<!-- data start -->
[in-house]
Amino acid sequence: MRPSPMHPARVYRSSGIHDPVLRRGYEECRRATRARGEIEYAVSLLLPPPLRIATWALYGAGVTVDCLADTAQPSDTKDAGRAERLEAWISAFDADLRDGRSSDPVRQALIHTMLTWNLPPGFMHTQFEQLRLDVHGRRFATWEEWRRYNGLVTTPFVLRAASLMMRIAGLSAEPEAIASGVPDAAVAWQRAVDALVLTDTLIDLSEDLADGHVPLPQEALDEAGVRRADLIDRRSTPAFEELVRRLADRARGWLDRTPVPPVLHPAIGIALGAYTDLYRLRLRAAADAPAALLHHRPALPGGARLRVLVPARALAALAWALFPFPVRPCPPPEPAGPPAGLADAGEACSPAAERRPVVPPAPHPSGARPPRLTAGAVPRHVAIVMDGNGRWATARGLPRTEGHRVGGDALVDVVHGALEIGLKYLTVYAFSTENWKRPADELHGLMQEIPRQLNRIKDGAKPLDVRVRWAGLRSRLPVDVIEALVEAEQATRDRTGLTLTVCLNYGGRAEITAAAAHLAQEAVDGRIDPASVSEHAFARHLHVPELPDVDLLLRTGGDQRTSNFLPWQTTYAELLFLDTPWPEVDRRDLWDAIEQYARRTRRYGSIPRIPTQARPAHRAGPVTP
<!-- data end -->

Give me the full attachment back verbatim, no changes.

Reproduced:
[in-house]
Amino acid sequence: MRPSPMHPARVYRSSGIHDPVLRRGYEECRRATRARGEIEYAVSLLLPPPLRIATWALYGAGVTVDCLADTAQPSDTKDAGRAERLEAWISAFDADLRDGRSSDPVRQALIHTMLTWNLPPGFMHTQFEQLRLDVHGRRFATWEEWRRYNGLVTTPFVLRAASLMMRIAGLSAEPEAIASGVPDAAVAWQRAVDALVLTDTLIDLSEDLADGHVPLPQEALDEAGVRRADLIDRRSTPAFEELVRRLADRARGWLDRTPVPPVLHPAIGIALGAYTDLYRLRLRAAADAPAALLHHRPALPGGARLRVLVPARALAALAWALFPFPVRPCPPPEPAGPPAGLADAGEACSPAAERRPVVPPAPHPSGARPPRLTAGAVPRHVAIVMDGNGRWATARGLPRTEGHRVGGDALVDVVHGALEIGLKYLTVYAFSTENWKRPADELHGLMQEIPRQLNRIKDGAKPLDVRVRWAGLRSRLPVDVIEALVEAEQATRDRTGLTLTVCLNYGGRAEITAAAAHLAQEAVDGRIDPASVSEHAFARHLHVPELPDVDLLLRTGGDQRTSNFLPWQTTYAELLFLDTPWPEVDRRDLWDAIEQYARRTRRYGSIPRIPTQARPAHRAGPVTP